The Burgess Shale

Dalyia racemata

A presumed red alga with long slender stems

Sketch of Dalyia racemata.

© Marianne Collins

Taxonomy:

Kingdom: Plantae
Phylum: Rhodophyta
Class: Non applicable
Remarks:

No revisions of the affinities of this alga have been published since its original description.

Species name: Dalyia racemata
Described by: Walcott
Description date: 1919
Etymology:

Dalyia from Mount Daly (3,152 m), a mountain northeast of Fossil Ridge, just at the border between British Columbia and Alberta. The name was originally given by mountaineer Professor Charles E. Fay to honour Judge Charles P. Daly (1816-1899), president of the American Geographical Society (1864-1899).

racemata – from the Latin racemus, “the stalk of a cluster,” referring to the shape of the alga.

Type Specimens: Syntypes –USNM35415-35418 (D. racemata); Holotype –USNM35414 (D. nitens) in the National Museum of Natural History, Smithsonian Institution, Washington, DC, USA.
Other species:

Burgess Shale and vicinity: Dalyia nitens Walcott 1919 from the Walcott Quarry.

Other deposits: none.

Age & Localities:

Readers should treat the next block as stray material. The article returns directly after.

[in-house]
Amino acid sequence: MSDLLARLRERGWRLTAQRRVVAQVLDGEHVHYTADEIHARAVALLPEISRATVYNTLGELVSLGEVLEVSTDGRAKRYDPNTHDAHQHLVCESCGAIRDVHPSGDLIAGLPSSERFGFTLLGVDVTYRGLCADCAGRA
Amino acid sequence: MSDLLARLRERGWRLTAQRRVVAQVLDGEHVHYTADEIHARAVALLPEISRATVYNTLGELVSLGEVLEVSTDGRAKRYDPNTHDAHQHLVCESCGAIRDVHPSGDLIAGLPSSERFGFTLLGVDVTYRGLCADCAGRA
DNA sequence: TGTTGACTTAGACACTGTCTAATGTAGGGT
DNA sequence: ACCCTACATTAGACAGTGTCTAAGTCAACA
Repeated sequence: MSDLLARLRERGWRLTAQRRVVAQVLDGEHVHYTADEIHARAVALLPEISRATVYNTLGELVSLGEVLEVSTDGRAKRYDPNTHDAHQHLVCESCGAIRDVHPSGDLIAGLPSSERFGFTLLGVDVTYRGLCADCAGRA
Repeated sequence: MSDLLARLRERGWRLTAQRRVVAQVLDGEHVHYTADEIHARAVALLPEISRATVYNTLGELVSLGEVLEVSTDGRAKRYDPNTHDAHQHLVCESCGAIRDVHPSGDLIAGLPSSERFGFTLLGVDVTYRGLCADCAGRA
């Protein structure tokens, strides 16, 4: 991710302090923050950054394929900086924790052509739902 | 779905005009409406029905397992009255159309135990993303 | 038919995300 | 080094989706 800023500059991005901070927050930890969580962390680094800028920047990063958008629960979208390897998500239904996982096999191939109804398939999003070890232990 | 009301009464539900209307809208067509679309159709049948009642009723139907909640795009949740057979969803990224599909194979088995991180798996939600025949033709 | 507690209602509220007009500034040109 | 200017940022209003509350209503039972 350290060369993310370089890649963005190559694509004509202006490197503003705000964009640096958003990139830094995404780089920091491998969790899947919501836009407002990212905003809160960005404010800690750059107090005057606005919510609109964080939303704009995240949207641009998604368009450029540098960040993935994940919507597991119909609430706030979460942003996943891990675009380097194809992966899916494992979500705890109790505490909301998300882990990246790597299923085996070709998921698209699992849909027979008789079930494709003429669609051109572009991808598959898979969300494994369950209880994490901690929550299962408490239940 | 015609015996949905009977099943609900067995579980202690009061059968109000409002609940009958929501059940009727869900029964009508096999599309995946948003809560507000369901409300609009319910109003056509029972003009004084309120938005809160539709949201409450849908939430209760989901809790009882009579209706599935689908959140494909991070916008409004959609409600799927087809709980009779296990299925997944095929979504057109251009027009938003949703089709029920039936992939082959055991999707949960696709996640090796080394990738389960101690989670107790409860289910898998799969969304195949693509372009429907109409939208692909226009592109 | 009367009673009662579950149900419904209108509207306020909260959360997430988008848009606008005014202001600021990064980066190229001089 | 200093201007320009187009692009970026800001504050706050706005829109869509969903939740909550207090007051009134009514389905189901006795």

Period:
Middle Cambrian, Bathyuriscus-Elrathina Zone (approximately 505 million years ago).
Principal localities:

The Walcott Quarry on Fossil Ridge and the Trilobite Beds on Mount Stephen.

History of Research:

Brief history of research:

Walcott (1919) described D. racemata and D. nitens, but the latter was based on only one specimen and may not be a separate species. The validity of this genus is also questionable and it is likely that Dalyia represents only the distal branches of Yuknessia. Walcott’s proposed affinity of Dalyia with the rhodophytes (red algae) was briefly questioned in an unpublished thesis (Satterthwait, 1976). However, the relationships of all Burgess Shale algae await thorough restudy and redescription.

Description:

Morphology:

This form is composed of a central axis, from which emerge almost perpendicular, slender, straight branching stems that terminate in whorls of short branchlets, not exceeding five in number. The surface of the stems is generally smooth, but transverse lines in some specimens give a jointed appearance, which Walcott likened to the modern rhodophyte Halurus equisetifolius. The central axes are 0.4 to 0.6 cm in diameter and the largest specimens found reach up to 4 cm in height.

Abundance:

Dalyia is very rare and represents only 0.07% of the Walcott Quarry community (Caron and Jackson, 2008).

Maximum Size:
40 mm

Ecology:

Life habits: Epibenthic, Sessile
Feeding strategies: Primary producer
Ecological Interpretations:

The mode of life of this alga is uncertain. Its rigidity suggests it was attached to the sea floor within the photic zone, rather than free floating.

References:

CARON, J.-B. AND D. A. JACKSON. 2008. Paleoecology of the Greater Phyllopod Bed community, Burgess Shale. Palaeogeography, Palaeoclimatology, Palaeoecology, 258: 222-256.

Other Links:

None